For those of us who are not as knowledgeable on falcons, birds of prey etc, Musket can you explain what it is you are refering to when you talk of these body parts? I am sure that most dont have a clue as to what you are talking about. I am sure it would be greatly appreciated. Perhaps a short anatomical lesson is these areas?
07-28-2003, 11:13 AM
Yeah !! We nead bird-anatomy !! Lessons that is... :evil: :angel: ;)
Anyway, next installment:
You stop drawing for a while and you look up and notice that the slant of it's back is all wrong... Working on fixing that now....
My husband just got me some Conte-sticks YEAH !! I'm sort of messing with them in here now too. So now it is a CP, Pastel-pencil, Conte drawing.... Who said one has to be consistent... ;)
See ya !! K
PS. It is a falcon-hawkiteagle in my world.... :D hehehehe
07-28-2003, 12:27 PM
It'll be easier to understand the anatomical terms if you do a Google image search for peregrine, find a good head shot, and refer to it.
The tomial tooth is part of the beak, shown clearly in katrem's drawing. It's usually positioned a little more toward the point of the beak. I can't tell whether it shows in the reference photo, but I'd be really surprised if it does.
If you look at a photo of a peregerine or other falcon, you will see a patch of bare skin in front of the eye. There is no formal term for this, so I just call it orbital skin. In a healthy adult bird, it will be yellow. Immys are more often pale blue.
Notice that the nare (nostril) is round in shape. This is common to all falcons except the Aplomado, which has more of an oval shape.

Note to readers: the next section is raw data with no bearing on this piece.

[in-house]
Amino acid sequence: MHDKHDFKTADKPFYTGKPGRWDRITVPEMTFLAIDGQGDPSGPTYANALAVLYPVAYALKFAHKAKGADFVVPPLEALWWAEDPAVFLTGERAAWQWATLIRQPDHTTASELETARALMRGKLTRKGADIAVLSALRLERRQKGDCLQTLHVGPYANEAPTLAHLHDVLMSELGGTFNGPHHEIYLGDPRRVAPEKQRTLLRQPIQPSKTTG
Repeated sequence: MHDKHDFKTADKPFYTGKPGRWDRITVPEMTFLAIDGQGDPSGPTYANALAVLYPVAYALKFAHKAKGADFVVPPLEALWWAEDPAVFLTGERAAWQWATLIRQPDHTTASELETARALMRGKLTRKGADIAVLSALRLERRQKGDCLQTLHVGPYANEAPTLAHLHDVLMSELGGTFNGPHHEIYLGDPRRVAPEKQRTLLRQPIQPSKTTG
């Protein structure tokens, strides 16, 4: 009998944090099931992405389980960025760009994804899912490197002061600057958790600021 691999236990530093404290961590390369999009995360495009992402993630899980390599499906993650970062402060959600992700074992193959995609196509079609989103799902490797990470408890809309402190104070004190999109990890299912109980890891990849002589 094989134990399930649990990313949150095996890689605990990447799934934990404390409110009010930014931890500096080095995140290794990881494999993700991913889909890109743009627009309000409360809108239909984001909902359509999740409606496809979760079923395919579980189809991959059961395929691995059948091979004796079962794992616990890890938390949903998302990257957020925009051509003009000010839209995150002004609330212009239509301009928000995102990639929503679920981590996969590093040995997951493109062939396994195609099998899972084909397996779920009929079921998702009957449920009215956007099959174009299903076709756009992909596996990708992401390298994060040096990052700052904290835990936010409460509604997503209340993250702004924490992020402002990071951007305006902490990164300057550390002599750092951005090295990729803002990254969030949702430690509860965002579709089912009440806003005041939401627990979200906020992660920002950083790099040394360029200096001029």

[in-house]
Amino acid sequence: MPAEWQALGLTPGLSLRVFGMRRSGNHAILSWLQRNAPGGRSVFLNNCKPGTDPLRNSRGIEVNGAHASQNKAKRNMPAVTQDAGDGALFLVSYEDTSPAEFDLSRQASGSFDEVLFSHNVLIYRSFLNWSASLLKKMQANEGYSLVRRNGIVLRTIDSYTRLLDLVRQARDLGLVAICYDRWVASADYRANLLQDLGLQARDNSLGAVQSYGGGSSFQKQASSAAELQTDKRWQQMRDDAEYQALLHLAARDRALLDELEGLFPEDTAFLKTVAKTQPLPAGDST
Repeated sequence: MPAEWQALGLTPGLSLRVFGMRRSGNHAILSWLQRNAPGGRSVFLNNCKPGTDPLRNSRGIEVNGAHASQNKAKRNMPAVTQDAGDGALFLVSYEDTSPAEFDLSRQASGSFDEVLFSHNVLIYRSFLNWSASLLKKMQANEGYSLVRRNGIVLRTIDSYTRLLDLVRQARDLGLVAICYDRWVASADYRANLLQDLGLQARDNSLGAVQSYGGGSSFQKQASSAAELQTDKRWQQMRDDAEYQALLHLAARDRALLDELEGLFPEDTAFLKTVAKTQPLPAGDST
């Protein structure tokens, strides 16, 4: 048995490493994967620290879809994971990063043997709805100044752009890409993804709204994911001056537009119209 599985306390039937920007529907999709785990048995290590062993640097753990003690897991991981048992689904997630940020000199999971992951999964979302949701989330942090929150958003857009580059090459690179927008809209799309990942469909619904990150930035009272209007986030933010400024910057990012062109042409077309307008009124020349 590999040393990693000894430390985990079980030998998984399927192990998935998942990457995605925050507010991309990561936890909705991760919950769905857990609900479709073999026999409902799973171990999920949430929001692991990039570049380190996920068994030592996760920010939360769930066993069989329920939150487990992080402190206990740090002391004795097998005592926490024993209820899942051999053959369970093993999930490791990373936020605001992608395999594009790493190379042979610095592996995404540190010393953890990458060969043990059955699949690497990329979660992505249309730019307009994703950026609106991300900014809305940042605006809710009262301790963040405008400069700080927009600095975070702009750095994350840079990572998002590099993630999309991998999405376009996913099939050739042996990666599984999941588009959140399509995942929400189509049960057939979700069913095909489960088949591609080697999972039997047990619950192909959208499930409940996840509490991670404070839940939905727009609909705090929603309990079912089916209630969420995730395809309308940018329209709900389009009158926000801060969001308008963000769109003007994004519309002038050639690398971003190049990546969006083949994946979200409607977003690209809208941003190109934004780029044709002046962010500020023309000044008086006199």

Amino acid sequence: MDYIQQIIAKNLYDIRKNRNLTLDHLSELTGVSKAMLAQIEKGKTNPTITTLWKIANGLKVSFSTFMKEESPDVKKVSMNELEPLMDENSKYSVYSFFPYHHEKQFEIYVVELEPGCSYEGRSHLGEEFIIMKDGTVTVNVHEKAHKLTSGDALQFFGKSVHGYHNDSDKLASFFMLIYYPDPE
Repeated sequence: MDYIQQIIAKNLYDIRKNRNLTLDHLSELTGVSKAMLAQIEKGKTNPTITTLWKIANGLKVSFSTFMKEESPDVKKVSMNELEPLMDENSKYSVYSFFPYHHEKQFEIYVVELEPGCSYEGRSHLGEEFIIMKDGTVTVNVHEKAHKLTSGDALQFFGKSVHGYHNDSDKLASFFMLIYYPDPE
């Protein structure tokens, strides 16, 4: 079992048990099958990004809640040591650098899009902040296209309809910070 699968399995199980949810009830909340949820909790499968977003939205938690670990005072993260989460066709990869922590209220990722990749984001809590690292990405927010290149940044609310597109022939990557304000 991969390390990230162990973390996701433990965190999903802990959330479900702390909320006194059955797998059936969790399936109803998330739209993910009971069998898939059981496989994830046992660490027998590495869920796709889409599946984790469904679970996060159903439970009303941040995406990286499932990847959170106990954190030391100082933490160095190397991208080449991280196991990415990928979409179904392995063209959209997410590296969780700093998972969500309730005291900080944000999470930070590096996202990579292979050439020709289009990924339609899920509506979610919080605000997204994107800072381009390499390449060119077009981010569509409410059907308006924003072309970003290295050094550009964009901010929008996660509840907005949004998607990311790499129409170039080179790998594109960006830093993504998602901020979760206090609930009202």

Inside the nare you will see another structure called a tubercule. It's easier to see than explain in words. There are numerous theories about the function of this feature, but none seems to be definitive.
All members of genus Falco share these features. Hawks don't, whether they are accipiters like the goshawk or buteos like red-tail (there are some minor exceptions, eg the Harris's hawk does have visible tubercules, thought not as well developed as those of falcons... but the shape of a Harris's nare is completely different).
07-28-2003, 12:32 PM
This will help alot of folks. At least now they can tell where to look on the creature to find out what you were meaning. Sure helps me!!
07-28-2003, 12:52 PM
No prob! See this thread from awhile back for further discussion of the same subject--
This thread has a pic of a Grey Falcon head study I sculpted a few years ago. Shows most of the features as above, though the tomial tooth does not show clearly in the photo (it often doesn't in photos of live birds either, just because of the dark beak coloration in that area).